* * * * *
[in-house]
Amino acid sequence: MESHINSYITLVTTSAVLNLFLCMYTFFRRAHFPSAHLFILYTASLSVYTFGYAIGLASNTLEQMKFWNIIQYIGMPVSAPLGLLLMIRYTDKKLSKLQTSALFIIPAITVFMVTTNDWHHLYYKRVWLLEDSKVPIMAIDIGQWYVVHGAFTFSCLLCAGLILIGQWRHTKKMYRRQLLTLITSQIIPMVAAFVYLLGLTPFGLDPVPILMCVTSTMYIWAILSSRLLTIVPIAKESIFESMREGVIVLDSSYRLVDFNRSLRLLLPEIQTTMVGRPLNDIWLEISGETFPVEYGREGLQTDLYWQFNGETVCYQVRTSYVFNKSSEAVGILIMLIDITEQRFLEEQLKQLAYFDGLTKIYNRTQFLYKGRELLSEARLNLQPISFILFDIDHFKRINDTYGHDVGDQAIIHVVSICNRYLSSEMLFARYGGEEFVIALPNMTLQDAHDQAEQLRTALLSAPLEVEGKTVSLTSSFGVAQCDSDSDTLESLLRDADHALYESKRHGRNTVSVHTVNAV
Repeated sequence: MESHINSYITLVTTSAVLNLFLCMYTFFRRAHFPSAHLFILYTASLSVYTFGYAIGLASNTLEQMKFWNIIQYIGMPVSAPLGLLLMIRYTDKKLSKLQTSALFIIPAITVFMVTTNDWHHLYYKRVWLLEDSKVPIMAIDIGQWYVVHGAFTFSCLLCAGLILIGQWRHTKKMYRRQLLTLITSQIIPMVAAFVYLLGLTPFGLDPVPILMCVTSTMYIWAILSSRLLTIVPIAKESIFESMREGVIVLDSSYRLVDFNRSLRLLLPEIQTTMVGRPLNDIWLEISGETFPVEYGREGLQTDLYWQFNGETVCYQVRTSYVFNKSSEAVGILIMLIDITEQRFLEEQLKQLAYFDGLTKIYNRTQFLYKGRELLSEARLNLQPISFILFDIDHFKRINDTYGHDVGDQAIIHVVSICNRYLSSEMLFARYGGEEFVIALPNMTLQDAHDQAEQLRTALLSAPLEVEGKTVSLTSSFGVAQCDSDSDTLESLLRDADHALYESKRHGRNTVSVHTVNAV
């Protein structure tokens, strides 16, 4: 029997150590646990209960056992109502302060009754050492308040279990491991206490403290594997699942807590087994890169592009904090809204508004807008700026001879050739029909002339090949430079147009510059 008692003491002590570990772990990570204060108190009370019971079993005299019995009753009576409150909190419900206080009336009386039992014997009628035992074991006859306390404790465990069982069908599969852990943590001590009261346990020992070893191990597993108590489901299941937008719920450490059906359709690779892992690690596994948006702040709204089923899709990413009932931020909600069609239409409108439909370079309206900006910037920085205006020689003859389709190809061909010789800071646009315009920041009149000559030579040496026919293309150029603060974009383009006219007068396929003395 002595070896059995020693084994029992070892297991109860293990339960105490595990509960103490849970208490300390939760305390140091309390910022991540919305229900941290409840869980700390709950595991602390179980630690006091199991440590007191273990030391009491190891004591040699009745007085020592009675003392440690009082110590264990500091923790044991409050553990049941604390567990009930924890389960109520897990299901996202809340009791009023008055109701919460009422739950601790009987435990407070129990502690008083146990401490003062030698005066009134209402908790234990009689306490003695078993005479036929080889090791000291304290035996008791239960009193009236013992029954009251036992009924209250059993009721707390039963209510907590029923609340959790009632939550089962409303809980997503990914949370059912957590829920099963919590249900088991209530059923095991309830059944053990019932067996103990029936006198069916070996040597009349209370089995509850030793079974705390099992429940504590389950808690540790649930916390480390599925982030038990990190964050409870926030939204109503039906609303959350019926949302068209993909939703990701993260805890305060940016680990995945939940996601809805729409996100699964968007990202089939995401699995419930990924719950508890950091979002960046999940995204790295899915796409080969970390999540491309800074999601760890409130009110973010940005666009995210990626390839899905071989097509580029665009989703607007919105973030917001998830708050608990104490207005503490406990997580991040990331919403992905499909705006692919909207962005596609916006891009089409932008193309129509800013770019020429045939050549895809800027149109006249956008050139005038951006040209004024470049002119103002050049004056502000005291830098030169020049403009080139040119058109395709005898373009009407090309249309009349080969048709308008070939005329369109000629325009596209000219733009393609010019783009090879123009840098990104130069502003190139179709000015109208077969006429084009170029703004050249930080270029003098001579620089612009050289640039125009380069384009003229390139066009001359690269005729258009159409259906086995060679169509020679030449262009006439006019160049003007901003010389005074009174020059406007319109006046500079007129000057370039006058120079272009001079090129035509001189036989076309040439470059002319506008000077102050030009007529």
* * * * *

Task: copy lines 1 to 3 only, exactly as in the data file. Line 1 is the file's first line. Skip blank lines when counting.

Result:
[in-house]
Amino acid sequence: MESHINSYITLVTTSAVLNLFLCMYTFFRRAHFPSAHLFILYTASLSVYTFGYAIGLASNTLEQMKFWNIIQYIGMPVSAPLGLLLMIRYTDKKLSKLQTSALFIIPAITVFMVTTNDWHHLYYKRVWLLEDSKVPIMAIDIGQWYVVHGAFTFSCLLCAGLILIGQWRHTKKMYRRQLLTLITSQIIPMVAAFVYLLGLTPFGLDPVPILMCVTSTMYIWAILSSRLLTIVPIAKESIFESMREGVIVLDSSYRLVDFNRSLRLLLPEIQTTMVGRPLNDIWLEISGETFPVEYGREGLQTDLYWQFNGETVCYQVRTSYVFNKSSEAVGILIMLIDITEQRFLEEQLKQLAYFDGLTKIYNRTQFLYKGRELLSEARLNLQPISFILFDIDHFKRINDTYGHDVGDQAIIHVVSICNRYLSSEMLFARYGGEEFVIALPNMTLQDAHDQAEQLRTALLSAPLEVEGKTVSLTSSFGVAQCDSDSDTLESLLRDADHALYESKRHGRNTVSVHTVNAV
Repeated sequence: MESHINSYITLVTTSAVLNLFLCMYTFFRRAHFPSAHLFILYTASLSVYTFGYAIGLASNTLEQMKFWNIIQYIGMPVSAPLGLLLMIRYTDKKLSKLQTSALFIIPAITVFMVTTNDWHHLYYKRVWLLEDSKVPIMAIDIGQWYVVHGAFTFSCLLCAGLILIGQWRHTKKMYRRQLLTLITSQIIPMVAAFVYLLGLTPFGLDPVPILMCVTSTMYIWAILSSRLLTIVPIAKESIFESMREGVIVLDSSYRLVDFNRSLRLLLPEIQTTMVGRPLNDIWLEISGETFPVEYGREGLQTDLYWQFNGETVCYQVRTSYVFNKSSEAVGILIMLIDITEQRFLEEQLKQLAYFDGLTKIYNRTQFLYKGRELLSEARLNLQPISFILFDIDHFKRINDTYGHDVGDQAIIHVVSICNRYLSSEMLFARYGGEEFVIALPNMTLQDAHDQAEQLRTALLSAPLEVEGKTVSLTSSFGVAQCDSDSDTLESLLRDADHALYESKRHGRNTVSVHTVNAV